Hall’s film adaptation joins several other recent representations that dramatize the lived experience of passing. The protagonist of Brit Bennett’s best-selling novel The Vanishing Half (2020), for example, decides to start passing as white in the 1950s at age sixteen after responding to a listing in the newspaper for secretarial work in a New Orleans department store. Much to her surprise, after excelling at the typing test, Stella is offered the position; her boss assumes she is white. Initially Stella keeps up the ruse just to support her and her sister, but passing also becomes a way for her to escape the trauma of her father’s lynching and the prospect of her own…

Read the entire article here.

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Blackness in Mestizo America: The Cases of Mexico and Peru

Posted in Articles, Caribbean/Latin America, Communications/Media Studies, History, Media Archive, Mexico, Social Science on 2022-05-16 18:54Z by Steven

Blackness in Mestizo America: The Cases of Mexico and Peru

Latino(a) Research Review
Volume 7, Number 1 (2008)
pages 30-58

Tanya Golash-Boza, Professor of Sociology
University of California, Merced

Christina A. Sue, Associate Professor of Sociology
University of Colorado, Boulder

In the PBS film series, Black in Latin America, Henry Louis Gates, Jr. takes on the ambitious task of depicting blackness in six countries – the Dominican Republic, Haiti, Cuba, Brazil, Mexico, and Peru – to a primarily “American” audience. Given that Latin America and the Caribbean have the largest concentration of persons of African descent outside of Africa, the documentary is an important one. Gates’ coverage of “blackness”1 in these countries is comprehensive, spanning from the time of slavery to the present, with a primary focus on the cultural contributions, social experiences, and identities of individuals of African descent in these regions. However, Gates’ research traditionally has not focused on race in Latin America and, as scholars positioned more centrally in this field, we found some of his characterizations and treatment of the topic to be problematic. In this and the following commentary articles, scholars of race in the featured countries engage in a critical analysis of the documentary.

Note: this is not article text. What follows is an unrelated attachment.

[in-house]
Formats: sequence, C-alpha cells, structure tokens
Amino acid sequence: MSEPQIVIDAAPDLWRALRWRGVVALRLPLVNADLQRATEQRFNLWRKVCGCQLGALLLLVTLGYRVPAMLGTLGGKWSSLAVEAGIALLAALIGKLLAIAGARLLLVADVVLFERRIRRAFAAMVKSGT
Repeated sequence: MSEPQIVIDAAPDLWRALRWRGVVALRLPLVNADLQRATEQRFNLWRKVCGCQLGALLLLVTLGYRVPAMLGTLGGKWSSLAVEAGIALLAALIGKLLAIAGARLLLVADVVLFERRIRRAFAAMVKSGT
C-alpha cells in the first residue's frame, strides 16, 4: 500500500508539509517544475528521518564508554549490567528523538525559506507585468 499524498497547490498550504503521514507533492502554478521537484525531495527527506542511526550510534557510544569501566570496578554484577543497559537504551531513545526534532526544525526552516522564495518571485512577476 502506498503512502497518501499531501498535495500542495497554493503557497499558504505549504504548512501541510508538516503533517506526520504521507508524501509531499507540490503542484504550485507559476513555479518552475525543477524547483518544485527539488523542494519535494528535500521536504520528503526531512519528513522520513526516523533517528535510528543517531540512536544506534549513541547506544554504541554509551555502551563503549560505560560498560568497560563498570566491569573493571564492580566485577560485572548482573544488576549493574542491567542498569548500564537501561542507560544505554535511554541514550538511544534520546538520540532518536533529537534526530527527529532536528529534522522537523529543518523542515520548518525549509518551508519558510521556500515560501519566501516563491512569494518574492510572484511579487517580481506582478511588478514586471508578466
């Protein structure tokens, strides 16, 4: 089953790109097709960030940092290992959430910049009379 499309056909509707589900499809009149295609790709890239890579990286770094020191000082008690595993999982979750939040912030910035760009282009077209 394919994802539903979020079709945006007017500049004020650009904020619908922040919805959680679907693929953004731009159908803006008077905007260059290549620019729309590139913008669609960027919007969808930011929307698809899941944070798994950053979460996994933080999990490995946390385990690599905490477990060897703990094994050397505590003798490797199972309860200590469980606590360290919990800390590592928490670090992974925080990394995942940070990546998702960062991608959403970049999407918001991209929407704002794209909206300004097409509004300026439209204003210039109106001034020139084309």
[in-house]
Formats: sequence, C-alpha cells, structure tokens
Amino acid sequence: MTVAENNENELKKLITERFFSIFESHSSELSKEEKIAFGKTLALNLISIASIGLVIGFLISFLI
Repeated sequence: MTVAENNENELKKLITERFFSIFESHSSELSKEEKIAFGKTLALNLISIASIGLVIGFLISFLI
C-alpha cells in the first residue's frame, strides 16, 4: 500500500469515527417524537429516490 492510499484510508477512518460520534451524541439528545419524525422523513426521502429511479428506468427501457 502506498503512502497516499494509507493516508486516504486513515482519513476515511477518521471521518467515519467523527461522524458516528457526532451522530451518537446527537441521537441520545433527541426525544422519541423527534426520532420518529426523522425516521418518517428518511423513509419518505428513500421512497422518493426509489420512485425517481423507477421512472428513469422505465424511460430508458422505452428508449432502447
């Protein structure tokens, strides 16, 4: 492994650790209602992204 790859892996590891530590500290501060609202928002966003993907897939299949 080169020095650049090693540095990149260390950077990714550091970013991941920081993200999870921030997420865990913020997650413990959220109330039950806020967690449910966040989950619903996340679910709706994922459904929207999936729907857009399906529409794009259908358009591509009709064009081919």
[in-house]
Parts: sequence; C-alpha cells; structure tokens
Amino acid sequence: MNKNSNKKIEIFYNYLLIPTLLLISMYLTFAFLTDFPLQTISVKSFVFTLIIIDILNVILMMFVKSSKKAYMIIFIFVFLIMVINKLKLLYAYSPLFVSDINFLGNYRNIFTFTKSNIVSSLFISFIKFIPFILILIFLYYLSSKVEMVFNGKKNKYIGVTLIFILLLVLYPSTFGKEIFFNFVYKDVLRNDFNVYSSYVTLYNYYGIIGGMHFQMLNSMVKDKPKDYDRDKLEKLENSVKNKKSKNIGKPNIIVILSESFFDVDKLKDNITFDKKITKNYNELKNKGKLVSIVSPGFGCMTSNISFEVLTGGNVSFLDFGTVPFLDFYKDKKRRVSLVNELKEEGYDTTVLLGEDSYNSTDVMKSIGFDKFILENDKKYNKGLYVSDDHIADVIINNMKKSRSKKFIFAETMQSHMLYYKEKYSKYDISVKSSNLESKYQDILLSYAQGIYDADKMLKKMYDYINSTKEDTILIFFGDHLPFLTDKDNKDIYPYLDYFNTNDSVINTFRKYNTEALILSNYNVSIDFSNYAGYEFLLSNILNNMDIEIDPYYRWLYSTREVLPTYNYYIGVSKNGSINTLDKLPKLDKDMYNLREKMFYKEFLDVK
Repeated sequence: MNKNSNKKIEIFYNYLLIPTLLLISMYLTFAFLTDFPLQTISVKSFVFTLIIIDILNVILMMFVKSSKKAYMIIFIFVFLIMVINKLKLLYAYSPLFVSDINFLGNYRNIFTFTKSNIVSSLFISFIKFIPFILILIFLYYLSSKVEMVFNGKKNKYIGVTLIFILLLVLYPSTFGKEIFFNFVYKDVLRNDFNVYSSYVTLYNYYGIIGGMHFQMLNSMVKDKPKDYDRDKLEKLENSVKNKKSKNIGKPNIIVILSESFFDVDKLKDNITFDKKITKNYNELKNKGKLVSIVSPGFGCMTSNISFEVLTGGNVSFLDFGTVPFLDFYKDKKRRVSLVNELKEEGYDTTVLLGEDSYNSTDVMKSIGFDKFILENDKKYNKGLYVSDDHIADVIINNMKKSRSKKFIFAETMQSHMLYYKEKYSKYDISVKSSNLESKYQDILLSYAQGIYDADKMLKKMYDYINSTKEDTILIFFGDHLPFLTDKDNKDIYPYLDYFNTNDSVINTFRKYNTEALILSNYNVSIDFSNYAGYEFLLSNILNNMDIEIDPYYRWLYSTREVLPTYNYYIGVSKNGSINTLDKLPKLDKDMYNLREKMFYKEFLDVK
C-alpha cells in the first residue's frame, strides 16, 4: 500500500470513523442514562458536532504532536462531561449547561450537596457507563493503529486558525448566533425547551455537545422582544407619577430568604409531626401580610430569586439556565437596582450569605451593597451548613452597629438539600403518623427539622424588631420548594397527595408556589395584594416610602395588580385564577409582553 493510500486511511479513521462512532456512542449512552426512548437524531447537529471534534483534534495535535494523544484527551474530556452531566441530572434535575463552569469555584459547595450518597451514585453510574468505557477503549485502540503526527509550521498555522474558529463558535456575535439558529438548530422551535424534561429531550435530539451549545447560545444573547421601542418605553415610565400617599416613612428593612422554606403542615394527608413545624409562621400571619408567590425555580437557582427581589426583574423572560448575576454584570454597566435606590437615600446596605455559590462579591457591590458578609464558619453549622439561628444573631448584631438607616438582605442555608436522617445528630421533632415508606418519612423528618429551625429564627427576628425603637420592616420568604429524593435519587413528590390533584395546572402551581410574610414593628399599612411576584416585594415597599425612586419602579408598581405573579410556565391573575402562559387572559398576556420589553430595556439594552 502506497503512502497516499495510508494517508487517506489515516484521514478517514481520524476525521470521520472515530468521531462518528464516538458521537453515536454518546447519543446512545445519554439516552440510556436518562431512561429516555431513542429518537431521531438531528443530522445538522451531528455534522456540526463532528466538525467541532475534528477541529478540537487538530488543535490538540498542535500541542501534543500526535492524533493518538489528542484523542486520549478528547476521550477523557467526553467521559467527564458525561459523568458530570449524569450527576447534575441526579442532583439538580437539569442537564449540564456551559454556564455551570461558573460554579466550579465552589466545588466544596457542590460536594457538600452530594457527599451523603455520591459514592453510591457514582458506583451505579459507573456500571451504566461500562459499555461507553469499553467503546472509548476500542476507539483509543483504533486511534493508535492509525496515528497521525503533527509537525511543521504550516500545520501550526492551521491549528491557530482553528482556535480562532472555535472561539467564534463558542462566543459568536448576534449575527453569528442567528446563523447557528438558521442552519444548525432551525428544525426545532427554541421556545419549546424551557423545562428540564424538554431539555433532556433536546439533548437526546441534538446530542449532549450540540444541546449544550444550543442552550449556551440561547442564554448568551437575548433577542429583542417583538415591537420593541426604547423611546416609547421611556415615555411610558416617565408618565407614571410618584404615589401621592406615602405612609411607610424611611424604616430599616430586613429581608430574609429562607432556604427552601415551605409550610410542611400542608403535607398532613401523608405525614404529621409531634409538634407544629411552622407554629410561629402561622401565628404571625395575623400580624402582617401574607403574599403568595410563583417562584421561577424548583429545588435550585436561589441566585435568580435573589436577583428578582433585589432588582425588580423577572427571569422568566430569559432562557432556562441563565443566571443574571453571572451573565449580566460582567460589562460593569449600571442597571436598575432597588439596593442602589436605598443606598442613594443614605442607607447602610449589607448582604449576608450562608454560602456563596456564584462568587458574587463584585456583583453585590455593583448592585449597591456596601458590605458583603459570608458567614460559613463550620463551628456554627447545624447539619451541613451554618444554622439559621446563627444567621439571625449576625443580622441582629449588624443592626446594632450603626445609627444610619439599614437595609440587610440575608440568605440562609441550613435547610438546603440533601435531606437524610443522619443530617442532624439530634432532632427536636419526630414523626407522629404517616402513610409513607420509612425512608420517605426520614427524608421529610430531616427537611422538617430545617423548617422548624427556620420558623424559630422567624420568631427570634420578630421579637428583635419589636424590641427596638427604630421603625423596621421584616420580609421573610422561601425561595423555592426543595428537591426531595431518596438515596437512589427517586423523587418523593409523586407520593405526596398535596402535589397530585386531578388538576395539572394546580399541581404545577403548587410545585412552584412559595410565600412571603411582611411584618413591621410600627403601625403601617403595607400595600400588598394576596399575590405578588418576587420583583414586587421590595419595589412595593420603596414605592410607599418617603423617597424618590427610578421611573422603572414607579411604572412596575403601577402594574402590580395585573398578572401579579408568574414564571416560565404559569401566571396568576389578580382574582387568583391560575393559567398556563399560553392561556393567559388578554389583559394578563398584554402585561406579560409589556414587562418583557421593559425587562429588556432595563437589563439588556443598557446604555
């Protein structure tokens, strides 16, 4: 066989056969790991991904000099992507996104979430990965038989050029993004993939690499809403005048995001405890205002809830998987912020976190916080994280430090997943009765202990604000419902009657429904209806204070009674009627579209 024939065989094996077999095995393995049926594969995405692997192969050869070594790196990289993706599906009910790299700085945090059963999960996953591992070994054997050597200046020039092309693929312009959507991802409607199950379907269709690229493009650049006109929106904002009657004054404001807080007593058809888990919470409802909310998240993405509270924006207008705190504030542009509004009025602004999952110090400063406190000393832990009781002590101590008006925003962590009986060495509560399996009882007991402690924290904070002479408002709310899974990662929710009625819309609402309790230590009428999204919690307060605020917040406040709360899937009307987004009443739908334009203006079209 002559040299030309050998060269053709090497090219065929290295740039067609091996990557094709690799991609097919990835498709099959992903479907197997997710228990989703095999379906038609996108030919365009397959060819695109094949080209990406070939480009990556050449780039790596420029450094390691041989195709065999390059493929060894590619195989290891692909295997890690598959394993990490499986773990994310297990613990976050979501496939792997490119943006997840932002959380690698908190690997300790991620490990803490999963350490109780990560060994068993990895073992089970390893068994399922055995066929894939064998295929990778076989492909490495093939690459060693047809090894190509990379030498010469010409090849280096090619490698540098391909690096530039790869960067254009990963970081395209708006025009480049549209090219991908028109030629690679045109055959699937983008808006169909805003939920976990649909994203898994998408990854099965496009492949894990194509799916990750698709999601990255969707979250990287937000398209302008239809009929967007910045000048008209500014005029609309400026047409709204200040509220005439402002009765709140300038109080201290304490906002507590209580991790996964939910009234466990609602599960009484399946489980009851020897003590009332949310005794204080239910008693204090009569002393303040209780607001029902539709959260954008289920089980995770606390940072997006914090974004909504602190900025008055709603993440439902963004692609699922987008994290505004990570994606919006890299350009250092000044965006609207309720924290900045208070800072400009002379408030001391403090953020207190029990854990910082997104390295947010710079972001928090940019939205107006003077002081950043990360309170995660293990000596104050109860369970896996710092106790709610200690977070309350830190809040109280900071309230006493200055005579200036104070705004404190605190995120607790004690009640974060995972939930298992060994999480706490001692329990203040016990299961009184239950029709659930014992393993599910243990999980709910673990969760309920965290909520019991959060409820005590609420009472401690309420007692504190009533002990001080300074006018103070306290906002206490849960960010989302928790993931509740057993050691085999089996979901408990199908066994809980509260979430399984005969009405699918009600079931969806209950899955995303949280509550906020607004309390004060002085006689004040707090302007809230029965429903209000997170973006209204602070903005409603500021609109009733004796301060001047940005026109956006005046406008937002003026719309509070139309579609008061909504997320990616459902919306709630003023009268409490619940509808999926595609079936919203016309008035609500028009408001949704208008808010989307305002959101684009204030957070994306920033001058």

We begin with an examination of Gates’ presentation of blackness in Mexico and Peru. In contrast to the other countries featured in the series, Mexico and Peru fall within mestizo America; their populations are mainly comprised of mestizos2 and Indigenous peoples and they have relatively small populations of African descent. Moreover, blackness is marginalized in the historical narratives and national ideologies (state-sponsored belief systems) of these countries. Consequently, many people are unaware of the nations’ African heritage. The film endeavors to expose this hidden history…

Read the entire article here.

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Intermarriage and the Friendship of Peoples: Ethnic Mixing in Soviet Central Asia

Posted in Asian Diaspora, Books, Communications/Media Studies, Europe, Family/Parenting, History, Literary/Artistic Criticism, Media Archive, Monographs on 2022-05-16 18:28Z by Steven

Intermarriage and the Friendship of Peoples: Ethnic Mixing in Soviet Central Asia

Cornell University Press
2022-05-15
300 pages
6 x 9
Hardcover ISBN13: 9781501762949
Hardcover ISBN10: 150176294X

Adrienne Edgar, Professor of History
University of California, Santa Barbara

Intermarriage and the Friendship of Peoples examines the racialization of identities and its impact on mixed couples and families in Soviet Central Asia. In marked contrast to its Cold War rivals, the Soviet Union celebrated mixed marriages among its diverse ethnic groups as a sign of the unbreakable friendship of peoples and the imminent emergence of a single “Soviet people.” Yet the official Soviet view of ethnic nationality became increasingly primordial and even racialized in the USSR’s final decades. In this context, Adrienne Edgar argues, mixed families and individuals found it impossible to transcend ethnicity, fully embrace their complex identities, and become simply “Soviet.”